Forest Service plotting for off-road funds


Well-Known Member
Apr 1, 2001
Check this crap out - your tax dollars at work!!

<font color=yellow>Forest service plotting for off-road funds</font color=yellow>
Stanislaus staff seeks state cash for new trails

Glen Martin, Chronicle Environment Writer Saturday, April 6, 2002
U.S. Forest Service officials have proposed a variety of inappropriate and even fraudulent strategies for obtaining money to promote off-road vehicle use in the central Sierra Nevada, an internal agency memo shows.

The memo, which circulated among staff members of the Stanislaus National Forest, also urged recruiting off-road vehicle clubs to lobby a state commission to support the Forest Service's off-road programs. A copy of the memo was obtained by The Chronicle.

The use of off-road vehicles such as dirt bikes, all-terrain vehicles and dune buggies on public land has long been a bone of contention between environmental groups and off-road enthusiasts. The memo surfaces at a time when that controversy is growing.

Since taking office, the Bush administration has loosened off-road constraints, killing a Clinton administration plan to phase out snowmobiles in Yellowstone National Park over three years.

And last week, the U.S. Bureau of Land Management proposed reopening 50,000 acres of environmentally sensitive California desertland to dune buggies; the federal tract was closed to off-road use by Clinton administration officials.

Disclosure of the Forest Service memo is likely to further inflame the controversy over motorized vehicles on public wildlands. Both off-road critics and advocates say the memo demonstrates the Forest Service is unable to craft a coherent off-highway vehicle policy for the Stanislaus -- and perhaps other national forests as well.

The memo concerns the troubled relationship between managers of the Stanislaus Forest, in the east-central Sierra Nevada, and the California Off- Highway Motor Vehicle Recreation Commission, which oversees off-road motoring in California and disburses state funds to other government agencies for off- road programs.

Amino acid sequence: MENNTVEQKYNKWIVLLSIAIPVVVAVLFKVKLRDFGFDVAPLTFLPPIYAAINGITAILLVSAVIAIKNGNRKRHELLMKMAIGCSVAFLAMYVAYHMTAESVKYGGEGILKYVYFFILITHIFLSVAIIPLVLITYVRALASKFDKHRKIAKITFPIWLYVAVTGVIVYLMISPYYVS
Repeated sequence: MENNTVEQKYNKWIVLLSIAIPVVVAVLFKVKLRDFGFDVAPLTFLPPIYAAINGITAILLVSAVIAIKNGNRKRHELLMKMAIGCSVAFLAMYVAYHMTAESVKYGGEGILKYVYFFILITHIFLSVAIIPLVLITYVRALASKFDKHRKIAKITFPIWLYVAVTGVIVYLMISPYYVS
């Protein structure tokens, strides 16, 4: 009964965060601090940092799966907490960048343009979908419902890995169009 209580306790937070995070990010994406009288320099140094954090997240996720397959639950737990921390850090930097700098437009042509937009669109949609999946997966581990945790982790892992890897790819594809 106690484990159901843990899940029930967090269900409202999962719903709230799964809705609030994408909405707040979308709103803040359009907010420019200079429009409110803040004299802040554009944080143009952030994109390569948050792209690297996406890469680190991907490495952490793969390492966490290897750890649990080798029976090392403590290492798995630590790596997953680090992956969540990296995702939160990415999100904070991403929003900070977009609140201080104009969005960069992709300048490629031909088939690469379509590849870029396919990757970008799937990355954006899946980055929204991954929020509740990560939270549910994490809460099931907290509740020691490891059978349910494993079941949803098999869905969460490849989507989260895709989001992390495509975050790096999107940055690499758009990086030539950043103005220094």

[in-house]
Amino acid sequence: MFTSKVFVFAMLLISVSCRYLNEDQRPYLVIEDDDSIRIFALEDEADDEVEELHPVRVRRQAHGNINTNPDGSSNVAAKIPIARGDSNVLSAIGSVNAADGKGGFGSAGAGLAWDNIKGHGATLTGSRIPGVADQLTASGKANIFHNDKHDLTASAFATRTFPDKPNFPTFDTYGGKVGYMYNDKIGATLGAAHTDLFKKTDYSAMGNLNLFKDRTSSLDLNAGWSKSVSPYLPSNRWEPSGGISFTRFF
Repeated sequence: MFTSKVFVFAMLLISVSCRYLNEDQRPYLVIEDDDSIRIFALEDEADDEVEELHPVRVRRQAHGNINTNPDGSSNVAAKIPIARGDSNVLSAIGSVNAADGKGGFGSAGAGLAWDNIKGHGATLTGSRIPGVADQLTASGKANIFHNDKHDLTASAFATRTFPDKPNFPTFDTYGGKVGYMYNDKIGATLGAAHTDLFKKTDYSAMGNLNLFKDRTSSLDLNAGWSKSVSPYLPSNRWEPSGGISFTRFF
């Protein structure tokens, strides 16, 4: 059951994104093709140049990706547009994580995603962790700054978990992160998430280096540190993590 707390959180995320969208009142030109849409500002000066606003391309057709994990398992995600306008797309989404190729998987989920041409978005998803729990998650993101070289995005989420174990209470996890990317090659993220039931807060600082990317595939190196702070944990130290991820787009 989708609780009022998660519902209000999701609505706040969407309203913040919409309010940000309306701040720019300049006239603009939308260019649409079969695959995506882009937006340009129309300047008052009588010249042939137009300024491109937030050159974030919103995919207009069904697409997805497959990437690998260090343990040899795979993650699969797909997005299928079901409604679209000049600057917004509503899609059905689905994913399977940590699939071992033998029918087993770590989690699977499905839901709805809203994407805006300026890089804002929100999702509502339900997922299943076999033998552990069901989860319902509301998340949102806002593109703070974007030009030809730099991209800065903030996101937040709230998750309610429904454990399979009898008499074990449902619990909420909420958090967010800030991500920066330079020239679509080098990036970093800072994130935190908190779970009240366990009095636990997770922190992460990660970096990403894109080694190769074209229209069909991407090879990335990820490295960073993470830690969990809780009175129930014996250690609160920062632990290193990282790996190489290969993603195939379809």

To the frustration of Forest Service staff members, the Stanislaus has suffered funding cuts from the commission in recent years because of state dissatisfaction over the Forest Service's failure to designate sanctioned off- road routes.

The commission also is concerned about increasing complaints from local citizens about the noise and environmental impacts associated with dirt bikes and all-terrain vehicles.

The memo covered a meeting held among Stanislaus forest managers to discuss two things: perceived disrespectful treatment of Forest Service staff members by commission members and strategies for obtaining commission funds.

Several strategies for obtaining funding from the commission were described in the memo as such:

-- "Take the money (for off-road projects on the Stanislaus) and run!"

-- "Fake it! Apply for funds during the upcoming cycle, and see what progress we have made over the next few months." If Stanislaus forest managers are still unhappy with the commission's attitude at the end of that time, the memo notes, the Forest Service could "pull out" of discussions.

Paul Spitler, an off-road commission member and the executive director of the California Wilderness Coalition, said he was outraged by the memo.

" 'Take the money and run,' 'Fake it' -- the tone is completely nefarious," Spitler said. "It suggests a conspiracy on the part of the Forest Service to defraud the state of California and rip off the forest's public users."

The memo also promoted using off-road clubs to make the Forest Service's case to the commission for proposed off-road trails on the Stanislaus.

"A user group (could) present our Power Point presentation, or notify the commission that we will not be present at the hearing until our concerns (about hostile treatment) are adequately addressed," the memo states.

Ben del Villar, superintendent for the Stanislaus forest, said the memo was a draft meant for internal use and should not be construed as forest policy. Despite the impression left by the memo, he added, the Forest Service tries to address the interests of a broad array of user groups.

"Off-highway vehicle use is just one of the many opportunities we try to provide on our lands, but we don't limit our (comment) invitations to specific user groups," del Villar said.

<font color=yellow>Paige<font color=yellow>